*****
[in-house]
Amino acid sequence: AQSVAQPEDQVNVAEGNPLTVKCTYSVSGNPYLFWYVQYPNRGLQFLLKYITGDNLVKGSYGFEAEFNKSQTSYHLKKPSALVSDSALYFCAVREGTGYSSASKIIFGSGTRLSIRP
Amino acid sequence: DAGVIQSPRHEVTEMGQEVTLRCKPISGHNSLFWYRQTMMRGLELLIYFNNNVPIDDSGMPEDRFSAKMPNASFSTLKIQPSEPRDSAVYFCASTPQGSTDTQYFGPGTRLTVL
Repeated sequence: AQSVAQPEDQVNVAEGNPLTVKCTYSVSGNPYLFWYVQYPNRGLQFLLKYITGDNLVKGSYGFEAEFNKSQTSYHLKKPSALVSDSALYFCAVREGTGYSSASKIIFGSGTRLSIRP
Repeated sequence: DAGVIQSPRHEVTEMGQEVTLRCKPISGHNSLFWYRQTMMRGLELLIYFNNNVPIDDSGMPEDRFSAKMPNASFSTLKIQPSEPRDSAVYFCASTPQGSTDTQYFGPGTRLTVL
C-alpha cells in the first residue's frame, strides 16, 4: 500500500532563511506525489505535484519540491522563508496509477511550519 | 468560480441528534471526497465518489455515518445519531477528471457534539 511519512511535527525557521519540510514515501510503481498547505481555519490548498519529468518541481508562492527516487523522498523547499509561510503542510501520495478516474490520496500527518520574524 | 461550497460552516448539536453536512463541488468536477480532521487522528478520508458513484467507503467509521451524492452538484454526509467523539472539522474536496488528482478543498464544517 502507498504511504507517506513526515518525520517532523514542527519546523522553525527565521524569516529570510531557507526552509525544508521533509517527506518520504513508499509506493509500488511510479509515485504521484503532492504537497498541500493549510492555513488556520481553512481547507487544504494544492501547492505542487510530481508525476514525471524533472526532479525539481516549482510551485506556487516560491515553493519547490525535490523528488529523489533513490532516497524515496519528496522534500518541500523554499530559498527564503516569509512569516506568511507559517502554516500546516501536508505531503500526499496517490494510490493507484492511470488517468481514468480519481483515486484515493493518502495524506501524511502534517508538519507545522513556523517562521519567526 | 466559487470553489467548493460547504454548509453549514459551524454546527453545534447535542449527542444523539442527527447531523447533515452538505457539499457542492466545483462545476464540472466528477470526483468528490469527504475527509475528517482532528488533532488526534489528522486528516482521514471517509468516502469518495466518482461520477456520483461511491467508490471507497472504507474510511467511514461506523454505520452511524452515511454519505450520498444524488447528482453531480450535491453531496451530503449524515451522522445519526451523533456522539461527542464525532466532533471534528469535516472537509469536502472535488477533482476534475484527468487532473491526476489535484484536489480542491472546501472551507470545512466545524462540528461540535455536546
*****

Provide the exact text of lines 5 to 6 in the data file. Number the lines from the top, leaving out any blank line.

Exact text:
Repeated sequence: DAGVIQSPRHEVTEMGQEVTLRCKPISGHNSLFWYRQTMMRGLELLIYFNNNVPIDDSGMPEDRFSAKMPNASFSTLKIQPSEPRDSAVYFCASTPQGSTDTQYFGPGTRLTVL
C-alpha cells in the first residue's frame, strides 16, 4: 500500500532563511506525489505535484519540491522563508496509477511550519 | 468560480441528534471526497465518489455515518445519531477528471457534539 511519512511535527525557521519540510514515501510503481498547505481555519490548498519529468518541481508562492527516487523522498523547499509561510503542510501520495478516474490520496500527518520574524 | 461550497460552516448539536453536512463541488468536477480532521487522528478520508458513484467507503467509521451524492452538484454526509467523539472539522474536496488528482478543498464544517 502507498504511504507517506513526515518525520517532523514542527519546523522553525527565521524569516529570510531557507526552509525544508521533509517527506518520504513508499509506493509500488511510479509515485504521484503532492504537497498541500493549510492555513488556520481553512481547507487544504494544492501547492505542487510530481508525476514525471524533472526532479525539481516549482510551485506556487516560491515553493519547490525535490523528488529523489533513490532516497524515496519528496522534500518541500523554499530559498527564503516569509512569516506568511507559517502554516500546516501536508505531503500526499496517490494510490493507484492511470488517468481514468480519481483515486484515493493518502495524506501524511502534517508538519507545522513556523517562521519567526 | 466559487470553489467548493460547504454548509453549514459551524454546527453545534447535542449527542444523539442527527447531523447533515452538505457539499457542492466545483462545476464540472466528477470526483468528490469527504475527509475528517482532528488533532488526534489528522486528516482521514471517509468516502469518495466518482461520477456520483461511491467508490471507497472504507474510511467511514461506523454505520452511524452515511454519505450520498444524488447528482453531480450535491453531496451530503449524515451522522445519526451523533456522539461527542464525532466532533471534528469535516472537509469536502472535488477533482476534475484527468487532473491526476489535484484536489480542491472546501472551507470545512466545524462540528461540535455536546